King George reacts to the Fight for Independence
"Nothing could have afforded me so much satisfaction; as to have been able to inform you, at the opening of this session, that the troubles which have so long distracted my colonies in North America were at an end; and that my unhappy people, recovered from their delusion; had delivered themselves from the oppression of their leaders, and returned to their duty. But so daring and desperate is the spirit of those leaders, whose object has always been dominion and power, that they have now openly renounced all allegiance to the crown,
The Massachusetts Society is an educational non-profit corporation (501(c)) that seeks to maintain and extend the institutions of American freedom, an appreciation for true patriotism, a respect for our national symbols, the value of American citizenship, and the unifying force of e pluribus unum that has created, from the people of many nations, one nation and one people.
We do this by perpetuating patriotism, courage, sacrifice, tragedy, and triumph of the men who achieved the independence of the American people in the belief that these stories are universal ones of man's eternal struggle against tyranny and will inspire and strengthen each succeeding generation as it too is called upon to defend our freedoms on the battlefield and in our public institutions.
We decorate the graves of Revolutionary War soldiers and patriots. We support excellence in teaching of American history. We participate in patriotic observances. We support research and preservation of historic material on the men and women who fought or gave service for Independence in the American Revolutionary War. We reward our future leaders - our children - for excellence, achievement and outstanding citizenship.
In 1876 there were many celebrations to commemorate the centennial of the signing of the Declaration of Independence on July 4, 1776. As part of this patriotic fervor, a group of men in the San Francisco, California, area who were descendants of patriots involved in the American Revolution, formed an organization called the Sons of Revolutionary Sires. Their objective was to have a fraternal and civic society to salute those men and women who pledged their lives, fortunes and sacred honor to the battle for independence from Great Britain. They desired to keep alive their ancestors' story of patriotism and courage in the belief that it is a universal one of man's struggle against tyranny - a story which would inspire and sustain succeeding generations when they would have to defend and extend our freedoms.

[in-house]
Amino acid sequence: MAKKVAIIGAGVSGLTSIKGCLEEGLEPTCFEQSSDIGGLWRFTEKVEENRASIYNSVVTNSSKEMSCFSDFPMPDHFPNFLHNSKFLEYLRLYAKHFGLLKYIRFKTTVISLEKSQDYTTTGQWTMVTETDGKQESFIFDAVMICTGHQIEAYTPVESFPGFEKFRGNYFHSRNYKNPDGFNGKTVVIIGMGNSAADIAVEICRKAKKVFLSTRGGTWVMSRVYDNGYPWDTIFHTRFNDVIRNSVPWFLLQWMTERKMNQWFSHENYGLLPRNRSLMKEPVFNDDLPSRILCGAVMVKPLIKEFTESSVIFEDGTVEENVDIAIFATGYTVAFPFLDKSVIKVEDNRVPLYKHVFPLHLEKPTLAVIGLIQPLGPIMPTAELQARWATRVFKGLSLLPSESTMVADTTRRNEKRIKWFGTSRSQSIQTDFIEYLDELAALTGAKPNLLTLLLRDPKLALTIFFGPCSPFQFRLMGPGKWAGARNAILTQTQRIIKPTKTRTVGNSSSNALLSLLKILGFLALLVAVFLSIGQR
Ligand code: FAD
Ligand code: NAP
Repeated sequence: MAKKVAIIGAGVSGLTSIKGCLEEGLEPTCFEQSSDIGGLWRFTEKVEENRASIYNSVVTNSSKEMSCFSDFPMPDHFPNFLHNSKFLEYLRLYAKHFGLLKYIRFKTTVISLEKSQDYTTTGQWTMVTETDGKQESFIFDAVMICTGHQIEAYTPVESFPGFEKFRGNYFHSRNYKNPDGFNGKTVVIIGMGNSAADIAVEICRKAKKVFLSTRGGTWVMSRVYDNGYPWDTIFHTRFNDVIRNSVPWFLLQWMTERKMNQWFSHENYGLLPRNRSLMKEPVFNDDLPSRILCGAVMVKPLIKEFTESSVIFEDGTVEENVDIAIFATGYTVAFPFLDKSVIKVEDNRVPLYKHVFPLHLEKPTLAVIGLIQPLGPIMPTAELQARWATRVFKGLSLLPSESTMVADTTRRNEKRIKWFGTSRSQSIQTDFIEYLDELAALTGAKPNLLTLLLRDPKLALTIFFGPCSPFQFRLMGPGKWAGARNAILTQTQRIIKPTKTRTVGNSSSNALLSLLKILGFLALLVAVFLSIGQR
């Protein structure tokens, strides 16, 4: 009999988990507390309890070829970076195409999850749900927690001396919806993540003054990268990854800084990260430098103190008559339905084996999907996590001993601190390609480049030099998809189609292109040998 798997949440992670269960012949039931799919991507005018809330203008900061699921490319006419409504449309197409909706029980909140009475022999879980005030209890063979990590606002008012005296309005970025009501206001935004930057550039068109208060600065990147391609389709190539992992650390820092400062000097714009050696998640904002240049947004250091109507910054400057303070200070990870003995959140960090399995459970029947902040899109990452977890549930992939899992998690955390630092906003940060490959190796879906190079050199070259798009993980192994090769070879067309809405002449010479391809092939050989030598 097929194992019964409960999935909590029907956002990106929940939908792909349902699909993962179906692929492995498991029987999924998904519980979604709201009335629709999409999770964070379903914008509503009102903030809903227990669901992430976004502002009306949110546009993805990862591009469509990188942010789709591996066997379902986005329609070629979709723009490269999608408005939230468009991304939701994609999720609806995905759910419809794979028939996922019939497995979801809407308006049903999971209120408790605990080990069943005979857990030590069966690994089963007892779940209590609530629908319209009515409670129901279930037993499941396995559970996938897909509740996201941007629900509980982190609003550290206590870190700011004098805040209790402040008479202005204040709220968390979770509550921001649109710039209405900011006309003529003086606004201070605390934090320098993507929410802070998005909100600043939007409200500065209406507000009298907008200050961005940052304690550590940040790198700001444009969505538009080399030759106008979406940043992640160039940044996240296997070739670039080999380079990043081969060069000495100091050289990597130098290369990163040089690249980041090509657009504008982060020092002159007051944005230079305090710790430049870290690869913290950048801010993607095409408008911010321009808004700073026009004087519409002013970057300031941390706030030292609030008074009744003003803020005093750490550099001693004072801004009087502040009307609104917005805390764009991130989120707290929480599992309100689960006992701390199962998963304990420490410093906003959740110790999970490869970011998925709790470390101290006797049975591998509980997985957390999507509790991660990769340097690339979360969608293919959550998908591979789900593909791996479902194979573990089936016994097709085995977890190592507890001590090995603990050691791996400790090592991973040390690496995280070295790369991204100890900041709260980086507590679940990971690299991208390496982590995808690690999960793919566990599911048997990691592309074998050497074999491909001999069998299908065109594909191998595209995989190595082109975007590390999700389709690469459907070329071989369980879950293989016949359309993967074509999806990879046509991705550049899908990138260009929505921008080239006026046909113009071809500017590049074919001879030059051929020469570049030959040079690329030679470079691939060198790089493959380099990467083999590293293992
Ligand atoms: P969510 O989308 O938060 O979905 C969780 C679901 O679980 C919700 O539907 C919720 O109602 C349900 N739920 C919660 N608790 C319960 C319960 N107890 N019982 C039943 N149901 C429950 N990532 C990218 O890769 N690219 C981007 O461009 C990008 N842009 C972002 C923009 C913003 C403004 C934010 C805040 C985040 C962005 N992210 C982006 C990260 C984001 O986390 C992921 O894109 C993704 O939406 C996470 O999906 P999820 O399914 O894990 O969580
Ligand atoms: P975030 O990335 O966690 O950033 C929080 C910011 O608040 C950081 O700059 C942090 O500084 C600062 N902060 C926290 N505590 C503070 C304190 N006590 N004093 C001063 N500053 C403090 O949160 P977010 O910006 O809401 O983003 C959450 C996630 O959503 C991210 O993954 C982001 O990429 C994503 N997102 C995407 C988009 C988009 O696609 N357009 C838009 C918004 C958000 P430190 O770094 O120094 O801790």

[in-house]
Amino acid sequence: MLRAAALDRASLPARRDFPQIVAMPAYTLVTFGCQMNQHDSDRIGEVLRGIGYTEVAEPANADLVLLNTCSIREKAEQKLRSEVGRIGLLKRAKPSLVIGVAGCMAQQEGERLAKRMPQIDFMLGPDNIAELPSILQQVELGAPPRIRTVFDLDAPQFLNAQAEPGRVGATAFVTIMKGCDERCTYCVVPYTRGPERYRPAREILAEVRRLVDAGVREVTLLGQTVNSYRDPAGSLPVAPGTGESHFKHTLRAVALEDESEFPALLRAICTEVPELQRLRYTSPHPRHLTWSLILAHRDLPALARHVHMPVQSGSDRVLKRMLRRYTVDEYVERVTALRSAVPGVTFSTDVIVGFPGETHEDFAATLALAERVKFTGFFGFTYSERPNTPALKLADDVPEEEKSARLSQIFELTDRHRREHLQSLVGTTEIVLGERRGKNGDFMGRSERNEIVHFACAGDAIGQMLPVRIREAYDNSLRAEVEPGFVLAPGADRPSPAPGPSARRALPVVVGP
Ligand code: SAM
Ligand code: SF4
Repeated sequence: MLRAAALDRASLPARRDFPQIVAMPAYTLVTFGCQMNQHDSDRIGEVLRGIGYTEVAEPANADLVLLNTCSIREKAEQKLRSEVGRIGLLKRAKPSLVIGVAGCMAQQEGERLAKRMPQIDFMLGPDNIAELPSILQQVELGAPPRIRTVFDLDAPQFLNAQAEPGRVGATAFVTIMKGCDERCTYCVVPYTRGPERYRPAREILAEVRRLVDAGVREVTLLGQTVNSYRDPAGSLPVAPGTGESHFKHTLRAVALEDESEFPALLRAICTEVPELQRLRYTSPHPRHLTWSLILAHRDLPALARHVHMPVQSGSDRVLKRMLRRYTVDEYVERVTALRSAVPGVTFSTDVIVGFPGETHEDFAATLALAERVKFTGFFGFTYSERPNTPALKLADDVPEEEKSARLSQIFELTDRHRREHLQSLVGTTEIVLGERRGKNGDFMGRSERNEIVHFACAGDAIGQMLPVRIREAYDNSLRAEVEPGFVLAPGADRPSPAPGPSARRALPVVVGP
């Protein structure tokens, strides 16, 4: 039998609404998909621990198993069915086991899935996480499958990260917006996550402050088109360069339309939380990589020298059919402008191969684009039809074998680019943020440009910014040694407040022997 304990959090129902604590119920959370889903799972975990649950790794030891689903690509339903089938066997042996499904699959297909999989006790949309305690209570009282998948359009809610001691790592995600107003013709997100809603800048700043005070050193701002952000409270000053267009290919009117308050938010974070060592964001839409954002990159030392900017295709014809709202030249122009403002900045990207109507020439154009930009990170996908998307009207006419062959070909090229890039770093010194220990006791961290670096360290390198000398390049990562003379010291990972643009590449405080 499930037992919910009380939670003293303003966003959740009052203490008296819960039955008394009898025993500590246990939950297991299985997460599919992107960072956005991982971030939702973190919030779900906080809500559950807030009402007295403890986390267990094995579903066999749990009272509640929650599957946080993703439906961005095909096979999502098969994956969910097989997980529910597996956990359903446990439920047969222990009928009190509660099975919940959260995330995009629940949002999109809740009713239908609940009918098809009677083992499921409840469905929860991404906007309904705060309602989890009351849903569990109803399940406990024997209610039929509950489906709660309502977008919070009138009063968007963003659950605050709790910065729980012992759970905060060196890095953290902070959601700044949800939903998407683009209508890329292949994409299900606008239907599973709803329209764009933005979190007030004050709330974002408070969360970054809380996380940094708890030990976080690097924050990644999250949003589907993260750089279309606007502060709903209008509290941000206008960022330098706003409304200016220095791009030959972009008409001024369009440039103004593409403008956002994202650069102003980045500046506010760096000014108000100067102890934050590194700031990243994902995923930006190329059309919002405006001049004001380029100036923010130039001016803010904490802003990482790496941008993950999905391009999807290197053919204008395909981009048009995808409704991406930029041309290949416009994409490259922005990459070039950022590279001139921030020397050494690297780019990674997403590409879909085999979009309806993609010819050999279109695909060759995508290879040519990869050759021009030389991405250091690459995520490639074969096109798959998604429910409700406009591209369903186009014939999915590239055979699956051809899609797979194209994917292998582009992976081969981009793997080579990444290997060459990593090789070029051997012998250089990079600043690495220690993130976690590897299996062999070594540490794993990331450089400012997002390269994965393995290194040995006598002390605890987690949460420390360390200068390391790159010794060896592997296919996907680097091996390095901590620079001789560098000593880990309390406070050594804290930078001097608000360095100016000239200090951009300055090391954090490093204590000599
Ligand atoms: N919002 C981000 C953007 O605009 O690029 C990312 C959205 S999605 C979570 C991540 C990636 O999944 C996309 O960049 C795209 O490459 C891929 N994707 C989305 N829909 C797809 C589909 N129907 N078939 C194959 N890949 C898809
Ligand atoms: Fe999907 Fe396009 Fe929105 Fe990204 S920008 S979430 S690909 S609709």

Out of the Sires grew the National Society of the Sons of the American Revolution, which was organized on April 30, 1889 - the 100th anniversary of the inauguration of George Washington as our nation's first President. The SAR was conceived as a fraternal and civic society composed of lineal descendants of those that supported the cause of American Independence. The National Society was chartered by an Act of the United States Congress on June 9, 1906.
Members of the South Carolina Society invite compatriots and guests to join them in Greenville, S.C., as they host the 124th Annual Congress. Mark your calendars for July 18-23. Situated in the Upcountry and sitting at the base of the Blue Ridge Mountains, Greenville is one of the most vibrant cities in the Southeast. With [continue reading...]
By Daniel J. Haas Ohio Society On July 15, buses arrived at the Bechtel Summit Reserve delivering the nearly 35,000 Boy Scouts who participated in the 2013 National Scout Jamboree. They were arriving for the inaugural scouting event at The Summit, the 11,000-acre new permanent home of the National Jamboree in the New River Gorge [continue reading...]
By Jacleen Charbonneau Worcester Magazine 30 January 2014, 5:00 am Worcester is known for its undeniable sense of community, but with the addition of its consortium, Worcester Revolution of 1774, Inc., community has been taken to a whole new level. Made up of a multitude of historical, cultural and civic organizations – the American Antiquarian [continue reading...]
Open to the public: Friday, April 18 through Sunday, September 21, 2014 (Concord, MA; January 23, 2014) On April 30, 1775, Concord’s minister William Emerson wrote in his diary: “This Month remarkable for the greatest Events taking Place in the present Age.” As Emerson’s diary entry makes plain, the significance of the events of April [continue reading...]
Massachusetts Archives Introduction The Archives, a division of the Office of the Secretary of the Commonwealth, is the repository for Massachusetts records generated by state government. Archives holdings date from the beginning of the Massachusetts Bay Colony in 1628 and document the settlement of lands in Maine and Massachusetts, the arrival of immigrants, and the [continue reading...]
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